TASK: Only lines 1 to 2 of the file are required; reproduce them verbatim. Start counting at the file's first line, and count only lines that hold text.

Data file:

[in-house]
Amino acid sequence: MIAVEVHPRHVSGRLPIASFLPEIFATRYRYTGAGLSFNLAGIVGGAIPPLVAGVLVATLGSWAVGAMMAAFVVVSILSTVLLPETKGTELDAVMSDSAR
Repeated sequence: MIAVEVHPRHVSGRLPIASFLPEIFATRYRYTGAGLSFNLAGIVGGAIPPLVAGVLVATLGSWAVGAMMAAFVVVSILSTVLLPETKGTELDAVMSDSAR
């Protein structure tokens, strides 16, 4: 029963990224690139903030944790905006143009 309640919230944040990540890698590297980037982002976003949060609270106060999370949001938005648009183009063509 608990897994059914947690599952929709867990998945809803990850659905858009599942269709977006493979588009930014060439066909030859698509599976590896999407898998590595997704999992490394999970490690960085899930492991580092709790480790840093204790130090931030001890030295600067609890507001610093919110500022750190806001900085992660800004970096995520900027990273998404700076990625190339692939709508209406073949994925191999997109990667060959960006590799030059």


[in-house]
Amino acid sequence: MIAVEVHPRHVSGRLPIASFLPEIFATRYRYTGAGLSFNLAGIVGGAIPPLVAGVLVATLGSWAVGAMMAAFVVVSILSTVLLPETKGTELDAVMSDSAR